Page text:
The World Health Organization (WHO) warns that 25 per cent of the world’s population, or 2.5 billion people, will have hearing problems by 2050. The warning came from the first-ever report on hearing from the United Nation’s health agency. The report found that many of the causes of hearing loss are preventable. They include infections, disease, birth defects, too much noise and lifestyle choices.

To fight hearing loss, the report suggests measures that, it says, could cost what is equal to $1.33 for every person each year. WHO director-general Tedros Adhonom Ghebreyesus said the cost of doing nothing is very high, an estimated $1 trillion. The U.N. researchers estimate that one in five people around the world already has hearing problems. But the report warned the number may increase to 2.5 billion people during the next 30 years. And 700 million would require some kind of treatment for hearing loss by 2050.

https://learningenglish.voanews.com/a/who-warns-2-5-billion-will-have-hearing-problems-by-2050-/5799966.html

 

Japanese Companies Use Technology to Fight Food Waste

Companies in Japan are increasing their use of technology to reduce food waste and cut costs during the coronavirus health crisis. They are using artificial intelligence, or AI, to help those efforts. The businesses are also looking to increase their sustainability efforts. Government information from Japan shows that it throws away more than 6 million tons of food waste each year.

The cost to handle this food waste is estimated at $19 billion. This means Japan wastes more food for each of its citizens than any other Asian country. For this reason, the Japanese government has enacted a new law. Its goal is to cut the costs of food waste by 50 per cent from levels in 2000. The government wants to reach this goal by 2030 and it is urging companies to find ways to solve the problem. Japan’s shoppers are known for being very fussy. But even they are showing signs of agreeing. This is especially true as the coronavirus health crisis hurts people’s incomes.

https://learningenglish.voanews.com/a/japanese-companies-use-technology-to-fight-food-waste/5797580.html

 

Are 'Rage Rooms' Good Mental Health Treatment?

After nearly a year in pandemic lockdowns, many people have experienced stress. There are many different ways to reduce stress. Some people might choose to walk in nature or do another kind of exercise. But some people have found a much different way to beat stress – by breaking things into a million little pieces. Places have been set up to permit people to destroy things legally and safely. The places are called rage rooms. A rage room is a private business where you pay to break things.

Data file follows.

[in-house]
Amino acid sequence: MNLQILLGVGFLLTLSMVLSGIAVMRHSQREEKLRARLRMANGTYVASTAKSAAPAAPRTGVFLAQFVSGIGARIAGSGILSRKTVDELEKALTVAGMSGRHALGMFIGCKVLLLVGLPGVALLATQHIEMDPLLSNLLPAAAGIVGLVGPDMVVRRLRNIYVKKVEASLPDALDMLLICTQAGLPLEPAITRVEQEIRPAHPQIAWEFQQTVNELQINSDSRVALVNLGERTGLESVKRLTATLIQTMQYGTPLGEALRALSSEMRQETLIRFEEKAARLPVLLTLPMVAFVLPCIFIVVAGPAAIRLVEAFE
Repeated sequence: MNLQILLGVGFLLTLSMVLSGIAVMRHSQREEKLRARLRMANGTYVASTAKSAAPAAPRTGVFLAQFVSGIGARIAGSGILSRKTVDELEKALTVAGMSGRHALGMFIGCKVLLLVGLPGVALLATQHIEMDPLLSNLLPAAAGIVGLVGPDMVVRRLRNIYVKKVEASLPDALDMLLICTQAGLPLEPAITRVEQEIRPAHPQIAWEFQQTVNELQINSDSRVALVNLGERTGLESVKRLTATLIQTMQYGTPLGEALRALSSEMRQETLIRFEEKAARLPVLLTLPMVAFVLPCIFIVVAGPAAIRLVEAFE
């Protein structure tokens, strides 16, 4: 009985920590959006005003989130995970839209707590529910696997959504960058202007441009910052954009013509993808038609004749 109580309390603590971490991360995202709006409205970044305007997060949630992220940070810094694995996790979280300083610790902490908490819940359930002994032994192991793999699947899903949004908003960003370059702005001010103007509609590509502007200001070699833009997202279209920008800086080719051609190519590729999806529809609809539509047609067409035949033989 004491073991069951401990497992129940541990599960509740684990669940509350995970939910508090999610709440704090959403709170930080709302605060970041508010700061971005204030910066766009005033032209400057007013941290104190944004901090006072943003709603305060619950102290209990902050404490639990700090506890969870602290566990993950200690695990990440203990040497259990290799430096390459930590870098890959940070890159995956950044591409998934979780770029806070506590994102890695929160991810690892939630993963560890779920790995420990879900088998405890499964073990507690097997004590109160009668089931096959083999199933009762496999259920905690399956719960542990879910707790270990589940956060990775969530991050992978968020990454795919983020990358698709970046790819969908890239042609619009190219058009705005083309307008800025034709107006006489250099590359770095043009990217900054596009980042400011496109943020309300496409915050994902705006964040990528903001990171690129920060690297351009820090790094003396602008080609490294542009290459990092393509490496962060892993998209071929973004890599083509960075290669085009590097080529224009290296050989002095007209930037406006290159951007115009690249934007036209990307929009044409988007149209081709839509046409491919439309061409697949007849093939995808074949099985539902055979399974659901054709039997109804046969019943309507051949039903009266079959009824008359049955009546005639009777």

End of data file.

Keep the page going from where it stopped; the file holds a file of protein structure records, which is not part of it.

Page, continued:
The family therapist Yashica Budde sees her rage rooms as valuable therapy. Other therapists have also been sending patients to her rooms, called Smash Rx. Some therapists, however, thinks smash therapy is not a healthy form of treatment. “I don’t know of any therapist who would actually prescribe going to the rage room as a form of therapy,” said Kevin Bennett, a professor of psychology at Pennsylvania State University. He compared it to sending a person with a gambling problem into a casino for treatment.

https://learningenglish.voanews.com/a/are-rage-rooms-good-mental-health-treatment-/5794509.html

 

Iceland has 18,000 earthquakes in a week

Iceland had 18,000 earthquakes last week. Most were too small to feel. The largest was a magnitude of 5.6. This activity suggests that a volcano in the southwest of Iceland may erupt soon. Volcanoes in this area have been dormant for 800 years. Iceland is a volcanic island and is used to tremors. However, the recent quakes have worried people in the capital city Reykjavik. Scientists say despite a large number of quakes, there has been little damage.

Iceland sits on top of 100km-thick plates that are deep in the earth. The plates below Iceland are moving apart and pushing North America and Eurasia away from each other. A Reykjavik resident spoke about his anxiety. He said: "I have experienced earthquakes before, but never so many in a row. It is very unusual to feel the Earth shake 24 hours a day for a whole week. It makes you feel very small and powerless against nature."

https://breakingnewsenglish.com/2103/210307-iceland-earthquakes-4.html